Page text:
Growing up, I was a greedy little kid. Not your average “whadya bring me?” type either. I was born in 1981 and family members would call me Alex P. Keaton (after Michael J. Fox’s character on Family Ties) because I was so money-focused. It was cute, until it wasn’t. But I did learn a lot, and for that, I am not sorry.
I’ll prove it to you in five ridiculous anecdotes:
- I learned how to swim in garbage for profit.
I saved up for my first Nintendo by dumpster diving . . . at age 5. We lived in Monterey, California where they printed the magic words “CA REDEMPTION VALUE” on cans and bottles. My dad would take me to the park by our house and chuck me over the side of a big green metal container. Miraculously, I was never stabbed by unmentionables sticking out from the garbage. I loved it. It was free money from the trash. I now have a 6-year-old boy. My wife would kill me if I did this with him.
- Fiscal sanctions worked on me by age 7.
Once my parents figured out that money was a pain point, my punishments shifted from “go to your room” to “I’m going to fine you 10 cents.” And this worked. Really well. The threat of a deduction from my tiny allowance sent me into a flurry of apologizing and correcting of wrongdoings. It was a new terrible power they had over me. My parents were/are smart.
- International deals and border crossings by age 8.
We traveled to England when I was 8. We were there six weeks, did a home exchange (a different cool story), and had a great time. I knew the daily exchange rate EVERY DAY. Yes, that’s weird. Anyway, I converted all my dollars to pounds and then back again at just the right times at the exchanges, turning my $50 into $70 . . . a seemingly infinite amount of money. I rejoiced in the Nintendo games I was able to buy.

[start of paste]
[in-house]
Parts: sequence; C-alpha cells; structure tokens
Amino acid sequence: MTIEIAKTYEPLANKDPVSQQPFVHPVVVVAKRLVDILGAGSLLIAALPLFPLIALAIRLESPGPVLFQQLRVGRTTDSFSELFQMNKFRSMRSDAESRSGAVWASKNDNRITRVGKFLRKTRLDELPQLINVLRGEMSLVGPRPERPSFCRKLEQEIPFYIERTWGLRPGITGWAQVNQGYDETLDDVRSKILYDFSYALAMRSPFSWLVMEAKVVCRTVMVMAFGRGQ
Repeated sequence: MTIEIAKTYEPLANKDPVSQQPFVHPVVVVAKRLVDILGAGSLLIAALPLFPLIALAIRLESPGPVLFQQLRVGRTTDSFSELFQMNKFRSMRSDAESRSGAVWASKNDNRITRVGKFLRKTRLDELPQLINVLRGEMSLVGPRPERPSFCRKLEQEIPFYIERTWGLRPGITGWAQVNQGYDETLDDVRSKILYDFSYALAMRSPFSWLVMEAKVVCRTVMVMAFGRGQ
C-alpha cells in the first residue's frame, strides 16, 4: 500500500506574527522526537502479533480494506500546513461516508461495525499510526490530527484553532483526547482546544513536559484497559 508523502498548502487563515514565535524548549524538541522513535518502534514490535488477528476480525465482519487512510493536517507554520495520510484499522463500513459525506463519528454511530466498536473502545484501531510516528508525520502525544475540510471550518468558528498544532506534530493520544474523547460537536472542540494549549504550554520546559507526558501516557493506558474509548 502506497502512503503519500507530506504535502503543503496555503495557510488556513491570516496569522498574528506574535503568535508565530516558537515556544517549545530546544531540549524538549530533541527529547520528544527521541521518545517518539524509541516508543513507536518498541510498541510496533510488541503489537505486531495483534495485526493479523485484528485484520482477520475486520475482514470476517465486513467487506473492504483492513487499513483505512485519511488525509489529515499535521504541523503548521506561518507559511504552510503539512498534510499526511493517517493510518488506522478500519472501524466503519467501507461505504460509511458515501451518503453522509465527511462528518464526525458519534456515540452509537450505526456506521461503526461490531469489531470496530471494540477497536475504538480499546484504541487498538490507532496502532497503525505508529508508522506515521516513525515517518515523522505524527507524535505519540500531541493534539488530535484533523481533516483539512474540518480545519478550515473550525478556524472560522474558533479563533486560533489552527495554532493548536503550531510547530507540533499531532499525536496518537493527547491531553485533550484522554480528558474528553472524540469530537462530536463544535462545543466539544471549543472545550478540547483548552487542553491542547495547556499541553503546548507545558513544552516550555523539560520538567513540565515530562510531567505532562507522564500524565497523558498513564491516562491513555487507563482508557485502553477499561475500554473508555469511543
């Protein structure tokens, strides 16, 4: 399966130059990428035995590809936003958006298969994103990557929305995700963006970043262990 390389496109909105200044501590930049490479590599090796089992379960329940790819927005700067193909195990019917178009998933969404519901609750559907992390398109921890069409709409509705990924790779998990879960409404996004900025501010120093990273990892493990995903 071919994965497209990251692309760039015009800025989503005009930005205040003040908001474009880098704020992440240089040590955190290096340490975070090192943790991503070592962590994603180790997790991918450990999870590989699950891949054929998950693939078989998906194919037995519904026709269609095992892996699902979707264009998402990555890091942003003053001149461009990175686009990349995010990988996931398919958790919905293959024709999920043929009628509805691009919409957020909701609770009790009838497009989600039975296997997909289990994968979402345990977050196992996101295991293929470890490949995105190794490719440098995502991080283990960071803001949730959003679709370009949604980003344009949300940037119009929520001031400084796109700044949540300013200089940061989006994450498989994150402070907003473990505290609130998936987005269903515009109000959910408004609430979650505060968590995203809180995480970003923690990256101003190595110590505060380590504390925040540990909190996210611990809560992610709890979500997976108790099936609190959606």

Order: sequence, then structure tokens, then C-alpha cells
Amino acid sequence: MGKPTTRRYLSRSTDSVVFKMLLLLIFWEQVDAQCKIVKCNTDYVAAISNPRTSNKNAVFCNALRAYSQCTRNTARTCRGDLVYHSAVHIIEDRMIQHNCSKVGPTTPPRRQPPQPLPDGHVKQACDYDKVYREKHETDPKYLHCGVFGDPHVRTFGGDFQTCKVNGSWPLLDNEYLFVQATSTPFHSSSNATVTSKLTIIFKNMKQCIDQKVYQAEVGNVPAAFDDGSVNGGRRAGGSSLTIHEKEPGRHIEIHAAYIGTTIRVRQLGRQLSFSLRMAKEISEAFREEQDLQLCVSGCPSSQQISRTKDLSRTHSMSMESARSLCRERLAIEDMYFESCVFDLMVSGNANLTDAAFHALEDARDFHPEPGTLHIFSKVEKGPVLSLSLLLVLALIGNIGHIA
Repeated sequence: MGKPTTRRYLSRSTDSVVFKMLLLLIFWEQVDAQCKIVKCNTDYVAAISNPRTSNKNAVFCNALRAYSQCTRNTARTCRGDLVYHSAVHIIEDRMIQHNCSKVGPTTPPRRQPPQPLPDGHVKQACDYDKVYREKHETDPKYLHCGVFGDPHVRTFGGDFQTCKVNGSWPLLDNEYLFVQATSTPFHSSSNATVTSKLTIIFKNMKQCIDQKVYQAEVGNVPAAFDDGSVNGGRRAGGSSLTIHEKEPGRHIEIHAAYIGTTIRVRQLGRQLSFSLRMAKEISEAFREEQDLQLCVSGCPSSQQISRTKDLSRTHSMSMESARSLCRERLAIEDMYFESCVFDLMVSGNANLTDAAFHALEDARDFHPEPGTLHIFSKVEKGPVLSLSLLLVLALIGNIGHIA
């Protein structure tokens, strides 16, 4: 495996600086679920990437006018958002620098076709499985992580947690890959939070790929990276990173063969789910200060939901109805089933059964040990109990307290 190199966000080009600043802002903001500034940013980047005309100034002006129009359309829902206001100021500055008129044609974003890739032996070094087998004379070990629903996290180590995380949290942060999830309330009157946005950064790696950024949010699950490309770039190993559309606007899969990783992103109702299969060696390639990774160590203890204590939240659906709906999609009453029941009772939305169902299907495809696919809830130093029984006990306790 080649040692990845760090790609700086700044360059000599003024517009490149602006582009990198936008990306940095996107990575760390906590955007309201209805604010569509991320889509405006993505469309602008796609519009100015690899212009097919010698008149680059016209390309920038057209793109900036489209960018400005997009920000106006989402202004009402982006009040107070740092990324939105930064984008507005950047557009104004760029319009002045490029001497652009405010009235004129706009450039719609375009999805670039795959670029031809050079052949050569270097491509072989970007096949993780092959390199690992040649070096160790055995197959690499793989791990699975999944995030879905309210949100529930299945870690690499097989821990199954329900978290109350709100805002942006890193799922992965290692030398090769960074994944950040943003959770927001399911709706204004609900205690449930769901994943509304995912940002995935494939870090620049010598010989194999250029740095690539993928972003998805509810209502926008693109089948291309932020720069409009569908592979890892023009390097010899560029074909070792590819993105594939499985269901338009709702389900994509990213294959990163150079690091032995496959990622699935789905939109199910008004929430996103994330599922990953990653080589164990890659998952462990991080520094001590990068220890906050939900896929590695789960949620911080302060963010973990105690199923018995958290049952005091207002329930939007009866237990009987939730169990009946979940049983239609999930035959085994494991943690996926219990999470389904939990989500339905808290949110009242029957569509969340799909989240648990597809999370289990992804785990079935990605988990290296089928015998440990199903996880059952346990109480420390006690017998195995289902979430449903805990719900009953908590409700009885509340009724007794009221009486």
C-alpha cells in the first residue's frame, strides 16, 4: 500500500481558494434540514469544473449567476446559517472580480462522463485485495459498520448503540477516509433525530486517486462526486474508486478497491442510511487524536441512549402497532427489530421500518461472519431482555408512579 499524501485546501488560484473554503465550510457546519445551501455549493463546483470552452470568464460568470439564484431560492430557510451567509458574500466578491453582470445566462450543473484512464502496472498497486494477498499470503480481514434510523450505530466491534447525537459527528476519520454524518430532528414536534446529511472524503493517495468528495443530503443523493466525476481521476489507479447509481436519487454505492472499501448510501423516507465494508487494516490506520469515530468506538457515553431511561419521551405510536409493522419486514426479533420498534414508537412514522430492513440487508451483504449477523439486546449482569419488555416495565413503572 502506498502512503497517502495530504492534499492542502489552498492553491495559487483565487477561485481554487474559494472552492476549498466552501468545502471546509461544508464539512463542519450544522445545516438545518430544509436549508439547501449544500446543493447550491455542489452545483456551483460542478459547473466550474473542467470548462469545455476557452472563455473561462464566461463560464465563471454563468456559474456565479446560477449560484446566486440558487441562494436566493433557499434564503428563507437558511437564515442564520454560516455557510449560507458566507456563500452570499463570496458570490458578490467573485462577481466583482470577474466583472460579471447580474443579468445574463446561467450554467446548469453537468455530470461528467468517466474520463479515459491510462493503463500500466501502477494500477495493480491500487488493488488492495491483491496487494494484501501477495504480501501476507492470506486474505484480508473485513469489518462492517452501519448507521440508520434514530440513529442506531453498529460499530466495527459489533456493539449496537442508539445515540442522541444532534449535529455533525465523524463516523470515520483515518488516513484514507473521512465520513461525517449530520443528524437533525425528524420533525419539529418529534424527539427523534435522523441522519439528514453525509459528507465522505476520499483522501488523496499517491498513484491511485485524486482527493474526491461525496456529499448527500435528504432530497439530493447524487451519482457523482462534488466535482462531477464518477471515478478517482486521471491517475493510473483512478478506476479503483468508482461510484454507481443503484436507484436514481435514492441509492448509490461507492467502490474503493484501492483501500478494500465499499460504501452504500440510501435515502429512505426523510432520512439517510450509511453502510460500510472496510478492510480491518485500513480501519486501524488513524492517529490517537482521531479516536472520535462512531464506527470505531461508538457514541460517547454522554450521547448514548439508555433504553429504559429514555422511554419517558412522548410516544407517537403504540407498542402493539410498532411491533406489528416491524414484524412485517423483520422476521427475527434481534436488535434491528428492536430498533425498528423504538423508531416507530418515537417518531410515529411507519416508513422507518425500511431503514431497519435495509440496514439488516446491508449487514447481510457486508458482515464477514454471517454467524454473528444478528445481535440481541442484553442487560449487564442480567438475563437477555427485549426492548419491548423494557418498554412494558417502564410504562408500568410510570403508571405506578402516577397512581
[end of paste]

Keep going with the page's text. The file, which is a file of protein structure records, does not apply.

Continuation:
- I didn’t deal drugs, but I did sling Now and Laters.
I would ask my mom to buy bulk-sized candy at the giant wholesale store, and then I’d resell pieces of it to the kids at school whose parents wouldn’t let them eat candy. My mom thought I ate a lot of candy. My “clients” thought four Now and Later pieces for 50 cents was reasonable given their circumstances.
- My greed reached all the way to outer space.
I became an expert on the push and pull of the moon in eighth grade. Studying the tide tables allowed me to excel at my used golf ball business. We lived close to the world-famous Pebble Beach Golf Course, which runs right along the Pacific Ocean, and my dad and I knew a secret street you could park on close to the 18th hole. There was a path and some rocks you could jump down to where the normally crashing waves would recede perfectly, allowing you to scoop up 50 to 200 errant golf balls on a good run. The frustrated golfers’ hook shot became my financial boon. I’d wash the golf balls in my bathtub and resell the nice ones for $20 a dozen to Dad’s friends, and the bad ones for 10 cents each to a driving range. This perfect job ended only because my dad slipped on some algae and kissed the uncompromising rocks with his back. Hey, he knew the risks.
All this to say, as a parent of two boys today, I think the biggest advantage to this greedy trait is that your children may be more open to bribery, making it easier to potty train, take long car rides, and survive airport security. Because we all know that a child impervious to bribes is a scary proposition to take out in public.
You must have gone to my elementary school. There were guys who would show up in the gym before school every morning with their crumpled paper bags of lollipops. They did a brisk business, making 300% profit on each one.
Here’s another nerdy example, I would buy fish for my fish tank, and then after a year I would get tired of them and resell them back to the pet store for a profit (because they had grown larger). Granted, the profit was in store credit . . .